"The Medieval Craft of Memory: An Anthology of Texts and Pictures" is a valuable resource for the independent scholar interested in Medieval thought and mnemonic techniques. As a companion to Mary Carruther's other book "The Book of Memory" it is a welcome complement. It is of especial interest for the partially educated (as most of us are in these academic dark ages) as the selections are translated from Latin. Many of the original works are extremely difficult to find outside specialised libraries, so this book also is a tremendous time-saver. It is particularly useful as source for finding other works, as some of the selections are only partial. Of course, this would necessitate a knowledge of Latin. It would have been nice to have the Latin as well, but one can't have everything.
For those interested in what authors the work selects from, they are as follows: Hugh of St. Victor, Albertus Magnus, Thomas Aquinas, Frances Eiximenis, Thomas Bradwardine, John of Metz, Jacobus Publicius, and an anonymous author. The mnemonic device of the Guidonian Hand is also given, but it is an illustration. Each author and selection is introduced with introductions of varying lengths. A general introduction begins the book as a whole, which is frequently useful (it is imperfect, but one can overlook that due to the value of the selected texts). A bibliography and index close the work.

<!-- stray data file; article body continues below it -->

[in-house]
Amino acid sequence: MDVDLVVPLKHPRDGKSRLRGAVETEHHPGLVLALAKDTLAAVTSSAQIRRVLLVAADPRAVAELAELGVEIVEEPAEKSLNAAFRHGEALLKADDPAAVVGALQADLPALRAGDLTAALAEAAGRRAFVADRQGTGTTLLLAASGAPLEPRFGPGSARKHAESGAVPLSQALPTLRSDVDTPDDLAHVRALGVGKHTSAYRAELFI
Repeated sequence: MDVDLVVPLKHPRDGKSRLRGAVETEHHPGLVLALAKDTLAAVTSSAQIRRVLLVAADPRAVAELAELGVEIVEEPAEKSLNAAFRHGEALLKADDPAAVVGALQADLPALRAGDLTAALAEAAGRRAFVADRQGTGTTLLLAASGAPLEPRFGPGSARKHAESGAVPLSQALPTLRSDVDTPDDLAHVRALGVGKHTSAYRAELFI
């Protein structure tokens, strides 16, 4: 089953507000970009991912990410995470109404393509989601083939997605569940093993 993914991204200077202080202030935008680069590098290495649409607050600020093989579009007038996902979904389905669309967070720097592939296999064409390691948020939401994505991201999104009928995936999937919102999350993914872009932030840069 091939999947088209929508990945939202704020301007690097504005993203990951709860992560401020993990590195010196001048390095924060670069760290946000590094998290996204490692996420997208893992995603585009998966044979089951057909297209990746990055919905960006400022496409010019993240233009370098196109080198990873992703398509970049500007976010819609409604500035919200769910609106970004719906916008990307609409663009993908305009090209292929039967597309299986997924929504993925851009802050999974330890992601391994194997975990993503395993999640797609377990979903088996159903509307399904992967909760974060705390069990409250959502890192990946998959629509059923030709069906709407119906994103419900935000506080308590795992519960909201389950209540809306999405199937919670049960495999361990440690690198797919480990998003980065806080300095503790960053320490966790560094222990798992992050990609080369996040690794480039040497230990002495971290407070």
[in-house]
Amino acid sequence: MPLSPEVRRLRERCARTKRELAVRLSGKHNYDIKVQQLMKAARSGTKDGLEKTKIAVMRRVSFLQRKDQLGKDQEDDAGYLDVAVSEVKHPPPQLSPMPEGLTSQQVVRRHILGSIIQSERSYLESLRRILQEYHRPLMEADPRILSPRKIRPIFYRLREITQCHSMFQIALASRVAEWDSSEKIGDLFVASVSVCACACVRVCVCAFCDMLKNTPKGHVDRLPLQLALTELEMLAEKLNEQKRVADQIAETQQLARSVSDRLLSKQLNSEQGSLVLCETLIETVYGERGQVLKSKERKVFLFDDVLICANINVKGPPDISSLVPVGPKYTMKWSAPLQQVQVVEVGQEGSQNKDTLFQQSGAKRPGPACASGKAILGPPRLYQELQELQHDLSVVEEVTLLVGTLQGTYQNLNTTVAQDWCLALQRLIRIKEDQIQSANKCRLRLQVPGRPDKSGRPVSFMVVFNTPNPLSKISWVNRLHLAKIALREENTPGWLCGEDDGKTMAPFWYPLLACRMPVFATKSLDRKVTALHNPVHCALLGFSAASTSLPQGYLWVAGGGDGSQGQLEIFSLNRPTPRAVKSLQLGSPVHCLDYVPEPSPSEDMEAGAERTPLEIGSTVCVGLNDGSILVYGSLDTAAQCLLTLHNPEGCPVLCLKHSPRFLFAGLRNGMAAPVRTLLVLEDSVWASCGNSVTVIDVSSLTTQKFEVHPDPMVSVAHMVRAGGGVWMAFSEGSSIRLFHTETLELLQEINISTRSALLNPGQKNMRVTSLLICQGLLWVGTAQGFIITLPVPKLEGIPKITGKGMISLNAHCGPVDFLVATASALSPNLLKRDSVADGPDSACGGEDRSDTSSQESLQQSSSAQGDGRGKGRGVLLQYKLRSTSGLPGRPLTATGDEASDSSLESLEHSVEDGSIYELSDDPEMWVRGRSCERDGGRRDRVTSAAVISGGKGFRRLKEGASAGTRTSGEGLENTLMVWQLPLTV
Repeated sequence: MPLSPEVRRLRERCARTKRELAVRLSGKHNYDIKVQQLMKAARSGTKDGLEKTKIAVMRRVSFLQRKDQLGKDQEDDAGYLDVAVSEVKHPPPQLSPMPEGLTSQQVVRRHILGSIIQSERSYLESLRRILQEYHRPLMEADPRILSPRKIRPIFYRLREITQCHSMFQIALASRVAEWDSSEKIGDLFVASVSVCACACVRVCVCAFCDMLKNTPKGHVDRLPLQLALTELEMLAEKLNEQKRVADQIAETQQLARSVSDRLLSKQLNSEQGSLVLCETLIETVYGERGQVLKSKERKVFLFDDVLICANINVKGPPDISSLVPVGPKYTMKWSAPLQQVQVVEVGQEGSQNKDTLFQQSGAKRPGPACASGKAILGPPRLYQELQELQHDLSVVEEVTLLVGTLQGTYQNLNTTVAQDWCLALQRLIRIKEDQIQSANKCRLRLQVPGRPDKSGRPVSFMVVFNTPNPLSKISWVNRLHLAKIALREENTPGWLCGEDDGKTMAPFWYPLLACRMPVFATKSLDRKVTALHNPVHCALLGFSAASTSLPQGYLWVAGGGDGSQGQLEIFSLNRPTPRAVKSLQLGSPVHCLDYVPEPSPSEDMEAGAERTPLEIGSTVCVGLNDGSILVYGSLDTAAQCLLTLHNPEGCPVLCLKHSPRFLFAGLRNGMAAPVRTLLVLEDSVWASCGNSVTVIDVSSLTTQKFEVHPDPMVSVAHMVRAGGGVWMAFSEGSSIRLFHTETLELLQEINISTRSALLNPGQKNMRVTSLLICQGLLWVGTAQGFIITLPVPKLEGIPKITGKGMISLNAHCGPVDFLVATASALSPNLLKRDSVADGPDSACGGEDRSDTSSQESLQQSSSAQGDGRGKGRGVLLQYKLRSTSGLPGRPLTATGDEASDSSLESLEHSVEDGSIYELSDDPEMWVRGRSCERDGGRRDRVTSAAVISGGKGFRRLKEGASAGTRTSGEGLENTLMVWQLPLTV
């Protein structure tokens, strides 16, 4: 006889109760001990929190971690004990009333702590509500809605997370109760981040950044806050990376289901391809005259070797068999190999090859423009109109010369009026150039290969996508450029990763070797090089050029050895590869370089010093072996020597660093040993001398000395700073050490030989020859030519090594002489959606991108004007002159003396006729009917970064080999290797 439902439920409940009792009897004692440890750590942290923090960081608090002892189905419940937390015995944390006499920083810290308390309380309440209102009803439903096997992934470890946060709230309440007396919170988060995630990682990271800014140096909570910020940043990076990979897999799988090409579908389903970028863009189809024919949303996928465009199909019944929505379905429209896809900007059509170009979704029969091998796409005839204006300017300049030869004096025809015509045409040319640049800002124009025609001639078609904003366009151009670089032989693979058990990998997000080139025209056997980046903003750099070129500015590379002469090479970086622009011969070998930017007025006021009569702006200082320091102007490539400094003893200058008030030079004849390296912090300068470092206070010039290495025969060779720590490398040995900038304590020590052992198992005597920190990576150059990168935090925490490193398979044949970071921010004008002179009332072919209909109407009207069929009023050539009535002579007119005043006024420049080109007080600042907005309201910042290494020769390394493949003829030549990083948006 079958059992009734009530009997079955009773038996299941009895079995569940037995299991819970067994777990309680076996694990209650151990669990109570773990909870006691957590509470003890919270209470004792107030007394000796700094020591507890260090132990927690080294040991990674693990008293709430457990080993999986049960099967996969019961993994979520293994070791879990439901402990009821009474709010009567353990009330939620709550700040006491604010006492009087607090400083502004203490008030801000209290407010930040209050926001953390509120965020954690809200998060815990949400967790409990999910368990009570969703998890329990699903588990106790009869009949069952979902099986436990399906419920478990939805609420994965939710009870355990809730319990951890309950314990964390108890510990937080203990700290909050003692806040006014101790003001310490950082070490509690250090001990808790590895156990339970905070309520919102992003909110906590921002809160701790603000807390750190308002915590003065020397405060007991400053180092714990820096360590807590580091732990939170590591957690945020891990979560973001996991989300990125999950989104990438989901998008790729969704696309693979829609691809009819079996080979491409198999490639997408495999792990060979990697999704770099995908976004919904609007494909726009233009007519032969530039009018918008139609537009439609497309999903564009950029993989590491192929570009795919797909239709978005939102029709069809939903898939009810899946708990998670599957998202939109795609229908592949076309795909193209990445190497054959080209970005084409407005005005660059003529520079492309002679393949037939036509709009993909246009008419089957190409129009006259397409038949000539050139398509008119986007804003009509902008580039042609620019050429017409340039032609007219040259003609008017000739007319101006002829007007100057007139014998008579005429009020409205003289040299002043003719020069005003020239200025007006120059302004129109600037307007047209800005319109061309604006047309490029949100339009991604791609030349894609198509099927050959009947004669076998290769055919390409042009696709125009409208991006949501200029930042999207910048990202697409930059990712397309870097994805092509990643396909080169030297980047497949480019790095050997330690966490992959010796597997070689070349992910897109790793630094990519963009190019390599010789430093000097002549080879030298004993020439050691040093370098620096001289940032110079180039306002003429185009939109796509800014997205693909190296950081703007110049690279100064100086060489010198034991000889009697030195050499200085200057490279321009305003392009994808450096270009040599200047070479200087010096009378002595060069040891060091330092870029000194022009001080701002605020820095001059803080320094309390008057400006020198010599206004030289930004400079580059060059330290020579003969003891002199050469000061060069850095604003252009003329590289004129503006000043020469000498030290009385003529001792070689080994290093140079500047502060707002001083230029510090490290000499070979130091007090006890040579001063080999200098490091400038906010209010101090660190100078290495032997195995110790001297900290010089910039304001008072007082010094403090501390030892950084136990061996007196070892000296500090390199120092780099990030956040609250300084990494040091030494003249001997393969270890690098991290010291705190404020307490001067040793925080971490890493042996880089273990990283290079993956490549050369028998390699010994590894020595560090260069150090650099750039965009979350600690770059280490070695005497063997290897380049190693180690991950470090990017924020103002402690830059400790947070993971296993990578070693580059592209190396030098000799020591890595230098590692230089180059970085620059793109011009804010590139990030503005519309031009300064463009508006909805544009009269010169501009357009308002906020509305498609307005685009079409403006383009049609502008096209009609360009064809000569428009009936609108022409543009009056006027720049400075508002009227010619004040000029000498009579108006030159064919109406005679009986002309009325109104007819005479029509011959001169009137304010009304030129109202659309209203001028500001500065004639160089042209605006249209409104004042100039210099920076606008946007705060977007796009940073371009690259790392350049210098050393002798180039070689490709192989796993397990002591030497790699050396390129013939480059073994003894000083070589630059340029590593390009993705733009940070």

An appendix that includes brief selections from two texts from late antiquity, namely Consultus Fortunatianus's "On Memory" and C. Julius Victor's "On Memory" is also included.
The greatest aggravation this book possesses is its brevity. In 311 pages it covers 14 authors, and at times the selections simply seem too short. Further, both St. Thomas's and St. Albert's commentaries on Aristotle's "On Memory and Recollection" require one two acquire a copy of Aristotle's original work, which is not included yet is needed to truly comprehend the commentaries. It is not difficult to find, but it is still a minor aggravation.
As a whole, however, this book is extremely useful. It is not light reading, however, as it is a scholarly work and one should be prepared to work a little when one reads it. It is excellent for the medievalist, the enthusiast of mnemonics, historians of thought, and those simply interested in how well people can actually think and remember and how to go about training themselves to do so. At times the tone of the academic preambles of the editors are a little too dismissive of the medievals's values, but overall the book is an excellent tool for the thinking person. My hat is off to the publisher for putting out an academic publication that isn't a waste of paper and space.